Design your life to include more money, health and happiness with less stuff, space and energy.

Design your life to include more money, health and happiness with less stuff, space and energy.

The Problem(s) with Tiny Houses

At LifeEdited, we love tiny houses! They are like architectural and existential reduction sauce. Every space and object that isn’t utterly essential, that isn’t something you absolutely need, is boiled away. They are great examples of how humans can live simpler, lower impact lives. Yet tiny houses have some big problems, ones that are often overlooked amidst the hype, and it’s not just their lack of legality.

The biggest problem with tiny houses stems from density, or lack thereof. At their core, tiny houses are small single family homes. As Kriston Capps wrote in CityLab a couple years ago, tiny house enthusiasts “are confirming the status quo, if shrinking it a little.” All single family homes, huge or tiny, require their own lot and almost invariably take up more space than multistory, multifamily housing. Individual lots lead to reduced density which leads to greater land use and increased transportation needs (aka sprawl). To build density, the best strategy is often to build up rather than out.

Here’s an absurd example to demonstrate this point. One57 is a building in Manhattan often called “The Billionaires Building.” It is the epitome of excess. One of its penthouses fetched over $100M and the average per square foot purchase cost is about $6K. But the building’s 94 units and 75 stories (some of those units are as big as 11K sq ft) sit on a 23,808 sq ft lot. This means that each unit takes up 253 sq ft of ground space…oh, and there’s a 210 room hotel on its lower floors.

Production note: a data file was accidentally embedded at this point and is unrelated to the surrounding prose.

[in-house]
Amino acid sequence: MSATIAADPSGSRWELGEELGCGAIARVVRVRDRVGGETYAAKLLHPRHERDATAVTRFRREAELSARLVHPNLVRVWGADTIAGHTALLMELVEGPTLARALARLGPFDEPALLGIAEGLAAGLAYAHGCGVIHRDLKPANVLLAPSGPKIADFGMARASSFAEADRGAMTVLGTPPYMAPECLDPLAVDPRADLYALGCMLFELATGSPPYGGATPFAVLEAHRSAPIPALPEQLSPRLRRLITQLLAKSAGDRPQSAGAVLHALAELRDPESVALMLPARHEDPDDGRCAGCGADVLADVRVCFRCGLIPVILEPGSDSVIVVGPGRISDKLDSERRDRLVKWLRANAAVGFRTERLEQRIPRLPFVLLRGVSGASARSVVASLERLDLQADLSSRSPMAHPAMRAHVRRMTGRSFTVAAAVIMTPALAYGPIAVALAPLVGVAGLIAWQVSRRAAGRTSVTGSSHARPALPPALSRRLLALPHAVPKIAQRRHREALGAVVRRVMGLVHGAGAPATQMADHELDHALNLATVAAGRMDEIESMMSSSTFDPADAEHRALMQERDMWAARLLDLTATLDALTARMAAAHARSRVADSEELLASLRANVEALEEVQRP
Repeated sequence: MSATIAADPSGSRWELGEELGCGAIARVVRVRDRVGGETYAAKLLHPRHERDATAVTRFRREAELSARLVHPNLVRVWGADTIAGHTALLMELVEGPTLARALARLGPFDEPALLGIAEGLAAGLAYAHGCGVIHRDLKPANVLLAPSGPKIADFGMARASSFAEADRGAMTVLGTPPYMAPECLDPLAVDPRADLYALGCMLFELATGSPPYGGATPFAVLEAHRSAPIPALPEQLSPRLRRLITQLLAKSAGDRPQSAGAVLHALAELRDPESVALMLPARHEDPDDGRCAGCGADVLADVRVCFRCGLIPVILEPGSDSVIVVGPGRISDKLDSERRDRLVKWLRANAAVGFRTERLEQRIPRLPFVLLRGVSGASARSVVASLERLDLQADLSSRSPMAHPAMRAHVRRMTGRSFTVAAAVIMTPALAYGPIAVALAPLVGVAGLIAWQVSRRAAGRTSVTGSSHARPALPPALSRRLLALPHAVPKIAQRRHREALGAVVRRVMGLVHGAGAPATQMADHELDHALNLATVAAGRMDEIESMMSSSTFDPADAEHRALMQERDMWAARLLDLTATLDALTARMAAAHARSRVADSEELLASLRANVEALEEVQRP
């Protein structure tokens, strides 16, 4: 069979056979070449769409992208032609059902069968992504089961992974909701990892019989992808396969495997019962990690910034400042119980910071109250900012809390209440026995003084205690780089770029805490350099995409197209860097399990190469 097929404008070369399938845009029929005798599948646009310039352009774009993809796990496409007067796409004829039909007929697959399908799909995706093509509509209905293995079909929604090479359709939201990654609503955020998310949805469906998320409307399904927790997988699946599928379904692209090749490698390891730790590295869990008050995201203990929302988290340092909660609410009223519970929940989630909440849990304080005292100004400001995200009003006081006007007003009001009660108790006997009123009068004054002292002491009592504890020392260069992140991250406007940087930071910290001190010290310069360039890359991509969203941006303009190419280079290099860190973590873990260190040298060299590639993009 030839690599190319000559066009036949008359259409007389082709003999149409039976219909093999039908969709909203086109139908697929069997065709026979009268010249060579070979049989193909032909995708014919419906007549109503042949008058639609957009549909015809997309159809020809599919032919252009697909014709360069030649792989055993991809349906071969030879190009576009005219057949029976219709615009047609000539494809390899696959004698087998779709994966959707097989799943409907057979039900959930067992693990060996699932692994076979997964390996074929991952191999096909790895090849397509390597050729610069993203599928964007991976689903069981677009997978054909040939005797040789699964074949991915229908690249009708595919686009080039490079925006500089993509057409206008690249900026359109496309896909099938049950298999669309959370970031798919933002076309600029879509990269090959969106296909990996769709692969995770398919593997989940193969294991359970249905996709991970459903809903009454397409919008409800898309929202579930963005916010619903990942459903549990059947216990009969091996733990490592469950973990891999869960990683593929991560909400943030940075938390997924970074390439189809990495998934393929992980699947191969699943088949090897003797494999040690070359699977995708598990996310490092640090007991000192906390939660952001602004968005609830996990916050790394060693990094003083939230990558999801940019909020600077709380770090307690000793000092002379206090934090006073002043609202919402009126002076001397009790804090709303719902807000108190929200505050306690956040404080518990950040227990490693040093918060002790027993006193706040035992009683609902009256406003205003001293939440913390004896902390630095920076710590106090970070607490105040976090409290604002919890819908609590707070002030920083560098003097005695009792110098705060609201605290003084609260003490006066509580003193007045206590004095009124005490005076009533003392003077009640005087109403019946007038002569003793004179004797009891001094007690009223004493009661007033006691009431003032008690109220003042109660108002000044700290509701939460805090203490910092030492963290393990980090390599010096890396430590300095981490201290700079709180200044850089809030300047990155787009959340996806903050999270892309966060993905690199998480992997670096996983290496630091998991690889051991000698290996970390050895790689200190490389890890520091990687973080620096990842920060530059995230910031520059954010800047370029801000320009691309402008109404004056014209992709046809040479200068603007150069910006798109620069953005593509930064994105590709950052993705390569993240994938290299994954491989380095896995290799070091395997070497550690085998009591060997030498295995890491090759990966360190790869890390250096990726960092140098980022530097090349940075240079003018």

Now compare that to a normal tiny house on wheels. An average tiny house is about 200 square feet. Add a very modest 10 ft of setback on each side and you’ll need a 1K sq ft lot. Just to be generous, we’ll say that a car can fit within that lot, but realistically you’ll need additional room for parking. 1K ft is still considerably smaller than the average single family house lot which is 15,456 sq ft, but quite a bit more than the humble One57.

Speaking of cars, whenever you see a tiny house out in the country, you have to wonder: how do residents get to and from their houses? How do they get their food? In most instances, they drive there. And as we know, transportation is one of the (if not the) biggest factor in increasing a home’s carbon footprint. Meanwhile, the residents of One57 can walk to get everything they need and are spitting distance from several major subway lines (One57 residents are more likely to spit on the subway riders than ride the subway, but that’s a separate point).

Then there are access issues. We ran across an article singing the praises of tiny houses as retirement homes. While a nice idea, most tiny house designs are a poor fit for seniors. Sleeping lofts are difficult and hazardous to access. And try fitting a walker into a tiny house bathroom. And single family housing tends to be more isolated, which is not ideal for seniors. Meanwhile, One57 has commodious bed and bathrooms and lounges and spas where you can discuss with the hassles related to the Panama Papers with your peers.   

Of course there are many asterisks to the above arguments.

  • One57 is only dense because it bought the air rights of surrounding buildings, thereby reducing the housing density of nearby buildings. And to suggest that someone living in One57 has a smaller carbon footprint than someone living in a tiny house (no matter the location) is patently absurd. A better comparison would be someone living in a normal-sized 5-10 story multifamily building in a walkable location.